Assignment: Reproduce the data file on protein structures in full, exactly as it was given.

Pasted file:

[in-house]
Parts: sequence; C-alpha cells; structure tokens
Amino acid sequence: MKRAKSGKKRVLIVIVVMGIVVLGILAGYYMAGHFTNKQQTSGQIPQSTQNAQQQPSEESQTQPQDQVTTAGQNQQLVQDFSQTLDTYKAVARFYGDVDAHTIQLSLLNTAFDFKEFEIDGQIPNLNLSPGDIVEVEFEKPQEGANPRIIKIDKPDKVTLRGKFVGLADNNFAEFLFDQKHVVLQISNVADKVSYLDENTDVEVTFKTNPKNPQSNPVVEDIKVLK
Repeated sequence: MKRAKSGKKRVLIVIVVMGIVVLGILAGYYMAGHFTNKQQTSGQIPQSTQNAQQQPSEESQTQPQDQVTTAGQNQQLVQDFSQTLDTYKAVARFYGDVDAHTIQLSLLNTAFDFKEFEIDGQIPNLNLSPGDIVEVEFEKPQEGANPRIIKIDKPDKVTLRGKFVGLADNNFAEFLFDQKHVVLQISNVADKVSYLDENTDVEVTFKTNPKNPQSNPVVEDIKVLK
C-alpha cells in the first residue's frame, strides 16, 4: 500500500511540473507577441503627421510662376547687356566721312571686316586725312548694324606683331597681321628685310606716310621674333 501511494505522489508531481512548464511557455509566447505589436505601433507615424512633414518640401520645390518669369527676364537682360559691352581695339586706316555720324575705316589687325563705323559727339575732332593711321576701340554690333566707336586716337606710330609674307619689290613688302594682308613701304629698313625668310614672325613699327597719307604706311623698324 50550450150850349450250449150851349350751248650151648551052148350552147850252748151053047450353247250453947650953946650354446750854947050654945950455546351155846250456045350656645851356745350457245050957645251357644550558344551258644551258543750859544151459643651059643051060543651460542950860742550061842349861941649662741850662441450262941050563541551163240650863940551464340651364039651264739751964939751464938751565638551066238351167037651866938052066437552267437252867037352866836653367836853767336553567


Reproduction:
[in-house]
Parts: sequence; C-alpha cells; structure tokens
Amino acid sequence: MKRAKSGKKRVLIVIVVMGIVVLGILAGYYMAGHFTNKQQTSGQIPQSTQNAQQQPSEESQTQPQDQVTTAGQNQQLVQDFSQTLDTYKAVARFYGDVDAHTIQLSLLNTAFDFKEFEIDGQIPNLNLSPGDIVEVEFEKPQEGANPRIIKIDKPDKVTLRGKFVGLADNNFAEFLFDQKHVVLQISNVADKVSYLDENTDVEVTFKTNPKNPQSNPVVEDIKVLK
Repeated sequence: MKRAKSGKKRVLIVIVVMGIVVLGILAGYYMAGHFTNKQQTSGQIPQSTQNAQQQPSEESQTQPQDQVTTAGQNQQLVQDFSQTLDTYKAVARFYGDVDAHTIQLSLLNTAFDFKEFEIDGQIPNLNLSPGDIVEVEFEKPQEGANPRIIKIDKPDKVTLRGKFVGLADNNFAEFLFDQKHVVLQISNVADKVSYLDENTDVEVTFKTNPKNPQSNPVVEDIKVLK
C-alpha cells in the first residue's frame, strides 16, 4: 500500500511540473507577441503627421510662376547687356566721312571686316586725312548694324606683331597681321628685310606716310621674333 501511494505522489508531481512548464511557455509566447505589436505601433507615424512633414518640401520645390518669369527676364537682360559691352581695339586706316555720324575705316589687325563705323559727339575732332593711321576701340554690333566707336586716337606710330609674307619689290613688302594682308613701304629698313625668310614672325613699327597719307604706311623698324 50550450150850349450250449150851349350751248650151648551052148350552147850252748151053047450353247250453947650953946650354446750854947050654945950455546351155846250456045350656645851356745350457245050957645251357644550558344551258644551258543750859544151459643651059643051060543651460542950860742550061842349861941649662741850662441450262941050563541551163240650863940551464340651364039651264739751964939751464938751565638551066238351167037651866938052066437552267437252867037352866836653367836853767336553567